Chicago’s Muslim community is abuzz with activity in Ramadan. My hope is that learning of these efforts will encourage a cross pollination of ideas and spur similar activities and initiatives on your side of the globe. In a world where everything seems to be going wrong and misunderstandings and accusations abound, these efforts are a glimmer of hope. A reminder that “if it is to be, it’s up to me.”


UMMA Center ( a nonprofit organization based in Waukegan, IL and IRIM ( (Interfaith Refugee Immigrant Ministries --a nonprofit refugee and immigrant services organization) also in Chicago, are coordinating a “Ramadan Adopt a Family Initiative.”

“We are asking families, businesses, Sunday schools and playgroups to assist these disadvantaged refugee families by providing them basic household items and school supplies for their children,” says Amina Khan, coordinator of the project. The majority of families are Muslim and handful, though not Muslim, are still in need of assistance. “We provide the family's name, number of members, age/gender of children, their contact information and a suggested shopping list with household items and school. You can either buy all or some of the items yourself. All items should be new and unopened.”

“We recommend home deliveries because they provide opportunities for Muslims to personally reach out to the refugee families,” says Khan. Busy families, however, can opt to have the items shipped or gift cards mailed. UMMAH and IRIM can assist with coordinating the deliveries as well.

“I think the "Ramadan Adopt a Family Initiative" is a great chance for Muslim youth and their families to help out their needy Muslim brothers and sisters in Chicagoland. During Ramadan, with Allah's blessing, the goodwill and reward will grow exponentially. And most importantly, InshAllah, this effort will help increase awareness about a neglected but very needy community – Chicagoland refugee families,” says Khan.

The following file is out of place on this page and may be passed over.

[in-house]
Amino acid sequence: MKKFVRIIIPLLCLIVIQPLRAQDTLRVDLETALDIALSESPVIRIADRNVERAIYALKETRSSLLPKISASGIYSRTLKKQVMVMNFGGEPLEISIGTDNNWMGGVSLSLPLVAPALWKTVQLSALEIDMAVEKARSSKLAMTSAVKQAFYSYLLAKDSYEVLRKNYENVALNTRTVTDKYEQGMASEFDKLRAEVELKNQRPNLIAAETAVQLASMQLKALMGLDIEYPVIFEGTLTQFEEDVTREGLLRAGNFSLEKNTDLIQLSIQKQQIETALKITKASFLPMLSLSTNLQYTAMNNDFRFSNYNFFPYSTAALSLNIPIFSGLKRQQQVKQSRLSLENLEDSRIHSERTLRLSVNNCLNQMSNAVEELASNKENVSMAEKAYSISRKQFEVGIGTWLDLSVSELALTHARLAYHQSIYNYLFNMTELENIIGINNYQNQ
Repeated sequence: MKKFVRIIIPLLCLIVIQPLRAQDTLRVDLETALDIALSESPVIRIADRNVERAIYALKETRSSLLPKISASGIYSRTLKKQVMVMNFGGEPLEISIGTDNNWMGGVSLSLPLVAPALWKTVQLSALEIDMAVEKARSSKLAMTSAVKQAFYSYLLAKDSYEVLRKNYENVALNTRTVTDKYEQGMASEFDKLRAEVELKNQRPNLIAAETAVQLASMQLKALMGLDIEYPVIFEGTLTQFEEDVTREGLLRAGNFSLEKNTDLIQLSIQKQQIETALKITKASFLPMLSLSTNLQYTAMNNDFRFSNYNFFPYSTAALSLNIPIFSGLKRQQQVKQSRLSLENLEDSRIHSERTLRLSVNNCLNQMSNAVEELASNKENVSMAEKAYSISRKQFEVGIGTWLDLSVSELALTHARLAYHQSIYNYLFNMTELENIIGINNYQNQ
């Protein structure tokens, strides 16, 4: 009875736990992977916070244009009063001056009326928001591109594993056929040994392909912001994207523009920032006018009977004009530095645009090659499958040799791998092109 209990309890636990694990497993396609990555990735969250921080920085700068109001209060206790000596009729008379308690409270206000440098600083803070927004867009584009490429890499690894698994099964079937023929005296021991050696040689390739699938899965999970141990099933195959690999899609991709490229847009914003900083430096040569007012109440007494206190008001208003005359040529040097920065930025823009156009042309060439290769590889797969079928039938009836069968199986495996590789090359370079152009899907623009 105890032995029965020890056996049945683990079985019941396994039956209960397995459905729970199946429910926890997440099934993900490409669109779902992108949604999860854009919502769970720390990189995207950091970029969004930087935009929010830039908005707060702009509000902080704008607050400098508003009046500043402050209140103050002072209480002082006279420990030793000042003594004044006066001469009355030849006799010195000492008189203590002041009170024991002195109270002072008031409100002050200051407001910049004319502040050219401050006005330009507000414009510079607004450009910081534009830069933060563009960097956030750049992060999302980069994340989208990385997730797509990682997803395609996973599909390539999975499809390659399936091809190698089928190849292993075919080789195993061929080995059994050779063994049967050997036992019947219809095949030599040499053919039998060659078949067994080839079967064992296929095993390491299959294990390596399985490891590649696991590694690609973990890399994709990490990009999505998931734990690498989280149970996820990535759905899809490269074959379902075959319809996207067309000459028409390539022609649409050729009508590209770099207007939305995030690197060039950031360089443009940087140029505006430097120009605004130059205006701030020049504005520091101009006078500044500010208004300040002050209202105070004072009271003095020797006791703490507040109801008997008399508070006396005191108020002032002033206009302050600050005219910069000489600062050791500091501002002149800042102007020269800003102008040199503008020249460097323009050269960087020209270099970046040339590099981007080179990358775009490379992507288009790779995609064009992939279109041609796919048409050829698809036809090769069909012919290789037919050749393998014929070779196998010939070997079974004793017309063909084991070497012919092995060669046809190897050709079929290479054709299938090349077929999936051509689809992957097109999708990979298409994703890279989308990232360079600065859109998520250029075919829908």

Islamic Relief goes where few others tread. “Cargo containers carrying 85 tons of aid -- including medical supplies, hygiene kits, powdered milk, baby formula and hand soap -- arrived in the port of Beirut over the weekend in a joint relief effort of Islamic Relief USA and the Church of Jesus Christ of Latter-day Saints,” The Press-Enterprise reported on Aug. 8, 2006. The Guardian attributes the organizations success to a key factor. “..its ability to work with other faith-based groups, such as Cafod and Jewish charities, means IR can operate in places that may be too dangerous for others. It is the only international non-governmental organization in Chechnya, and is the last left in Afghanistan.”

For the third consecutive year, Islamic Relief USA has been awarded with a 4-star rating by Charity Navigator, the largest charity evaluator in the United States. Less than 12% of the charities rated by Charity Navigator have received at least two consecutive 4-star evaluations. “ A 4-star rating from Charity Navigator means your supporters can be assured that Islamic Relief is worthy of their trust and commitment," reads a note from Trent Stamp, Executive Director, Charity Navigator.


Just as important are the inter-faith efforts by mosques. Faith Lutheran Church in nearby Glen Ellyn, had a truck load of household goods being shipped to Mississippi for victims of Hurricane Katrina. Millions are still homeless and many displaced there. Mosques and Muslim Schools are joining hands with Faith Lutheran Church to help fill that truck with everything from Vaseline to pain medication and diapers.

Cardinal George and Catholics of the Archdiocese of Chicago have also accepted an invitation extended by the Muslim community to attend an Iftaar on October 9 at a brand new mosque in Orland Park, IL. Leaders of both communities are expected at this by-invitation only event with approximately 200 people in attendance.